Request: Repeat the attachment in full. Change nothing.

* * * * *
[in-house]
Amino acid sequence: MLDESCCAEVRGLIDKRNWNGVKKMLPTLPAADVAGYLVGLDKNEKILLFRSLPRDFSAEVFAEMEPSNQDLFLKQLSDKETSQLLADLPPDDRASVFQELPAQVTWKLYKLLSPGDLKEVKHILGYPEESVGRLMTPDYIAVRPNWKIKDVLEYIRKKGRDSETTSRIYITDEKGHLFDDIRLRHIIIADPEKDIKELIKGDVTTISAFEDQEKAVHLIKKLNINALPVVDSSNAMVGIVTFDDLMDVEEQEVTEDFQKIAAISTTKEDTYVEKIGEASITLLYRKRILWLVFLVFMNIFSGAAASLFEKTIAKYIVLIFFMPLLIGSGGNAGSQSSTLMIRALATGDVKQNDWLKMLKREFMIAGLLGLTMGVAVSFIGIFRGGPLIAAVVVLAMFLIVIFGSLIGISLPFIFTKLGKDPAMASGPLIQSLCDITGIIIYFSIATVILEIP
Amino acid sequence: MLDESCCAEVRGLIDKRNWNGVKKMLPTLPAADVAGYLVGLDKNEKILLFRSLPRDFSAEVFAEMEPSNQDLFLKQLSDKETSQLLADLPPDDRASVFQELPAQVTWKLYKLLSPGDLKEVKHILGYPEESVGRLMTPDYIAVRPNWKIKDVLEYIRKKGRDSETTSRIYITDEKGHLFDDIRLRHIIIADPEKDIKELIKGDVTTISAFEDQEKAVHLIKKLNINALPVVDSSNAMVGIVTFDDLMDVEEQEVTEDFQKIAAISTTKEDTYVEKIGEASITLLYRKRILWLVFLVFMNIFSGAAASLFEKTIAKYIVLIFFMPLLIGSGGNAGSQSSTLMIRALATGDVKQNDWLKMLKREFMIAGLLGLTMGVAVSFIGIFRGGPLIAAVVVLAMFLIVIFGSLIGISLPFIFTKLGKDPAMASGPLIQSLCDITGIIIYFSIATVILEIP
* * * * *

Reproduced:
[in-house]
Amino acid sequence: MLDESCCAEVRGLIDKRNWNGVKKMLPTLPAADVAGYLVGLDKNEKILLFRSLPRDFSAEVFAEMEPSNQDLFLKQLSDKETSQLLADLPPDDRASVFQELPAQVTWKLYKLLSPGDLKEVKHILGYPEESVGRLMTPDYIAVRPNWKIKDVLEYIRKKGRDSETTSRIYITDEKGHLFDDIRLRHIIIADPEKDIKELIKGDVTTISAFEDQEKAVHLIKKLNINALPVVDSSNAMVGIVTFDDLMDVEEQEVTEDFQKIAAISTTKEDTYVEKIGEASITLLYRKRILWLVFLVFMNIFSGAAASLFEKTIAKYIVLIFFMPLLIGSGGNAGSQSSTLMIRALATGDVKQNDWLKMLKREFMIAGLLGLTMGVAVSFIGIFRGGPLIAAVVVLAMFLIVIFGSLIGISLPFIFTKLGKDPAMASGPLIQSLCDITGIIIYFSIATVILEIP
Amino acid sequence: MLDESCCAEVRGLIDKRNWNGVKKMLPTLPAADVAGYLVGLDKNEKILLFRSLPRDFSAEVFAEMEPSNQDLFLKQLSDKETSQLLADLPPDDRASVFQELPAQVTWKLYKLLSPGDLKEVKHILGYPEESVGRLMTPDYIAVRPNWKIKDVLEYIRKKGRDSETTSRIYITDEKGHLFDDIRLRHIIIADPEKDIKELIKGDVTTISAFEDQEKAVHLIKKLNINALPVVDSSNAMVGIVTFDDLMDVEEQEVTEDFQKIAAISTTKEDTYVEKIGEASITLLYRKRILWLVFLVFMNIFSGAAASLFEKTIAKYIVLIFFMPLLIGSGGNAGSQSSTLMIRALATGDVKQNDWLKMLKREFMIAGLLGLTMGVAVSFIGIFRGGPLIAAVVVLAMFLIVIFGSLIGISLPFIFTKLGKDPAMASGPLIQSLCDITGIIIYFSIATVILEIP